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Sunday, July 17, 2016

Birding the Tiger's Kingdom: Avian Treasures from the Indian Jungle

[RNP, June 2016]

On day 362 of his epic quest, when celebrity birder Noah Strycker had to pick one destination to complete his goal of 6,000 species in a year, he chose to make a repeat trip to India rather than visit a new country. 

Within a couple of months of Noah's visit to India (where he famously succeeded in sighting his 6000th species), the American Birding Association organized the ABA India Safari.  

Indeed, with a checklist of over 1,300 birds, it is small wonder that India is a preferred destination for many birders including this blogger. This is in part due to the many sanctuaries and nature reserves established across the vast country. One prime example of this is Ranthambore National Park (RNP); and, although RNP is is better known for its tigers, it also harbors some spectacular birdlife -- avian species that share the tiger's kingdom, such as:
  • Painted Spurfowl
  • Crested Serpent Eagle
  • Indian Pitta
  • Indian Peafowl
  • Indian Golden Oriole
  • Indian Paradise Flycatcher
  • Common Kingfisher
  • Tickel's Blue Flycatcher
  • Barred Buttonquail
  • Jungle Bush Quail
  • Striated Heron
  • White-bellied Drongo
  • Black-rumped Flameback
The above were observed during a quick summer vacation to India, and while the objective was primarily social, a couple of days were set aside by the blogger to take advantage of the birding opportunities in the region.

We start with the Painted Spurfowl:

The male Painted Spurfowl is a stunning species -- richly colored in rufous, brown, black and tan with bold white speckles.

This incomparable landfowl is endemic to the subcontinent and one of the best places to observe it is at RNP.

Crested Serpent Eagle, as its name implies, is a predator specializing in eating snakes and lizards.

Unlike the Spurfowl which is an endemic, the Crested Serpent Eagle ranges East through SE Asia (indeed, this blogger has observed it in the forests of Malaysia).

Indubitably, the most colorful bird seen on this trip was the Indian Pitta:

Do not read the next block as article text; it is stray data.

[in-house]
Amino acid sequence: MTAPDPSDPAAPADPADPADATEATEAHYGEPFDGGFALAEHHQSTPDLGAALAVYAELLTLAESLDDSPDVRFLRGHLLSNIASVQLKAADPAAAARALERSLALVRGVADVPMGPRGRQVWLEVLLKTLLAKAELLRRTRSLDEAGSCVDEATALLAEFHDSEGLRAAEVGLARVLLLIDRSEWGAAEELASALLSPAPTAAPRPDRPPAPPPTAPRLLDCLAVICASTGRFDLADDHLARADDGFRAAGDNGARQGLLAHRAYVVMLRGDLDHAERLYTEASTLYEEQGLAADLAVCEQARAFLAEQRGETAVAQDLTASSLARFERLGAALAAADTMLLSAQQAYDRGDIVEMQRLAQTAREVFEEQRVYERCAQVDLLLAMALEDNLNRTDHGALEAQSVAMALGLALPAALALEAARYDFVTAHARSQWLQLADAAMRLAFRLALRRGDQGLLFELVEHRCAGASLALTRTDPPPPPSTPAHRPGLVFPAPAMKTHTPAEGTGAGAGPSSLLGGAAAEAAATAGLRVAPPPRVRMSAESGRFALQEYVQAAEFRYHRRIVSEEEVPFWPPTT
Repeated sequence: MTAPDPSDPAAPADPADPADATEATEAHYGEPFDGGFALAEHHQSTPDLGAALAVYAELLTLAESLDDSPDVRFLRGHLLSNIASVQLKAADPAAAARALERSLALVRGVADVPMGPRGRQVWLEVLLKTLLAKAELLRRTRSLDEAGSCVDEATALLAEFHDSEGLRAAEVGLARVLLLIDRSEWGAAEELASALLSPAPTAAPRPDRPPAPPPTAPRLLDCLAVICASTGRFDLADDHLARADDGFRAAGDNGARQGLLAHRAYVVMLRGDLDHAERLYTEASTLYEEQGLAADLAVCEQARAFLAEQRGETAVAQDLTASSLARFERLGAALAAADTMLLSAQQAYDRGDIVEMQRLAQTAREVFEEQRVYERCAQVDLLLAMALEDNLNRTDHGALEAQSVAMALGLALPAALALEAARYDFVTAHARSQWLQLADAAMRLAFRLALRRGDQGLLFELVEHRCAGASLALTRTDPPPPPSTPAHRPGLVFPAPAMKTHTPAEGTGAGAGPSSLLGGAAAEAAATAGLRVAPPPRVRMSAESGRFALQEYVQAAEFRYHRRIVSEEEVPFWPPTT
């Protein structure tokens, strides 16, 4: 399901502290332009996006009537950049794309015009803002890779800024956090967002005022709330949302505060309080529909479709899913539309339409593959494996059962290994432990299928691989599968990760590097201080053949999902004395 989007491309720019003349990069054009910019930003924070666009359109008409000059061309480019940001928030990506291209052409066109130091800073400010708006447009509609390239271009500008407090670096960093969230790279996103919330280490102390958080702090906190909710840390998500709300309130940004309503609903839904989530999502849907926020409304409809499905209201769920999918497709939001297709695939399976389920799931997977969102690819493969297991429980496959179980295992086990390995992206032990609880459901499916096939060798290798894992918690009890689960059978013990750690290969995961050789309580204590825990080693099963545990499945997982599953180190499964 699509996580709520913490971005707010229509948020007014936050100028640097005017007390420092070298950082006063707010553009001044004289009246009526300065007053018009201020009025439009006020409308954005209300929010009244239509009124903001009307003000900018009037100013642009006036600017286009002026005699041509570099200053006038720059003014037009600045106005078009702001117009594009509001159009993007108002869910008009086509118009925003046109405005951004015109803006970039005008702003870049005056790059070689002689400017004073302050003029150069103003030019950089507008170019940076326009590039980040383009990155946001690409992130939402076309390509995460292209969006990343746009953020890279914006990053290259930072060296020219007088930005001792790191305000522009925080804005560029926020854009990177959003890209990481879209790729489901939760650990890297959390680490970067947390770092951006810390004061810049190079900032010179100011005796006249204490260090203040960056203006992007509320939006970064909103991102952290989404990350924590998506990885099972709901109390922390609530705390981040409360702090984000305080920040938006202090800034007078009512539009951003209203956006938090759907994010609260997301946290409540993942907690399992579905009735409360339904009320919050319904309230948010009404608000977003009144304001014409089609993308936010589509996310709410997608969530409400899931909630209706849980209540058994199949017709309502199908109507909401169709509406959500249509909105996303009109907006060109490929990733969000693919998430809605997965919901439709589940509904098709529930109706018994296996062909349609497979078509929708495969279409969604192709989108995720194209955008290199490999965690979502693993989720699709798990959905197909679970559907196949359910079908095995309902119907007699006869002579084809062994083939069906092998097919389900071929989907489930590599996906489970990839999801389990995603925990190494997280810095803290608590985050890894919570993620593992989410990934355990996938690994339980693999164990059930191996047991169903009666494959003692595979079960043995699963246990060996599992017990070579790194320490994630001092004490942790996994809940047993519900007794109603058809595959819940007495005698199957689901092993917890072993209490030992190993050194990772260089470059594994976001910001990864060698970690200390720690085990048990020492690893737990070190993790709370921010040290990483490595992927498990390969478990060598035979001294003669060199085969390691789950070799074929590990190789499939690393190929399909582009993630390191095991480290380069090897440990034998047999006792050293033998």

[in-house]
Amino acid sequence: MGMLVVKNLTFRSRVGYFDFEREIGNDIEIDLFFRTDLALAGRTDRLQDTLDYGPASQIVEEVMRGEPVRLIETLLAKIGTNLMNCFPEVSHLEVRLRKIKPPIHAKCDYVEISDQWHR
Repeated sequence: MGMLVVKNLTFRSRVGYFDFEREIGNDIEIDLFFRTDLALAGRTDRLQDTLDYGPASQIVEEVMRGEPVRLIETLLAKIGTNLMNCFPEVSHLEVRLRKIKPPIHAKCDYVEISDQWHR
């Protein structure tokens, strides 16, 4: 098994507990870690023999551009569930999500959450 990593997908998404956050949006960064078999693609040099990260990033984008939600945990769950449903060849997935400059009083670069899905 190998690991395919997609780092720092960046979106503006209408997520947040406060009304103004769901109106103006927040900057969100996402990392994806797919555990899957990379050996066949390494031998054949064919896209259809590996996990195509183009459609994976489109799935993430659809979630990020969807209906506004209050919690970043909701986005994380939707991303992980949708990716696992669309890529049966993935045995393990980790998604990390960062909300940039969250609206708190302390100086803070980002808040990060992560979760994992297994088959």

Teal, turquoise, blue, gold, buff, white, black, red and pink -- these nine colors are behind the Pitta's name in the local language "naurang". An endemic of the subcontinent, it is best observed in the mosoon season when it disperses across the country to breed.

Another endemic is the Indian Peafowl:

Although widely introduced as a garden bird in many parts of the world, its home is here in India. And, at this time, during the monsoons, it puts on the grandest spectacle of perhaps any bird: the male peafowl, or peacocks, gather in a lek and start to display with their enormous and incredibly lavish tail feathers.  

Another endemic is the Indian Golden Oriole:

Sweet sounding and brightly colored, the Old World Oriole serves in the same ecological niche as in the New World.

The Indian Paradise Flycatcher:

Looking at the male (below), it becomes obvious how this species earned its moniker -- an impressively long tail that dwarfs the female's (see above).

Also seen were:

Common Kingfisher:

Tickel's Blue Flycatcher:

Barred Buttonquail:

The female Barred Buttonquail is polyandrous and more richly colored than the male in a reversal of the usual gender roles.

Jungle Bush Quail:

Unlike the buttonquail, the male is more strongly patterned and colorful while the female is a warm pink-cinnamon.

Striated Heron:

White-bellied Drongo (another endemic of the subcontinent):

And, finally, a striking woodpecker, the Black-rumped Flameback:

The wildlife attractions of the subcontinent are many. The highlight for most visitors to India will surely be the Royal Bengal Tiger; however, for the intrepid birder, there are spectacular avian treasures waiting to be discovered in the Indian Jungle. A truth that Noah Strycker, this blogger, and many others have so delightfully experienced.


Bob Pelkey said...

It was fun to periodically check in with the adventures of Strycker via Audubon 2015 big year, Hemant. His book is greatly anticipated, as is yours.

Digital Plume Hunter said...

LoL -- the blog gives me all the writing pleasure I need, Bob!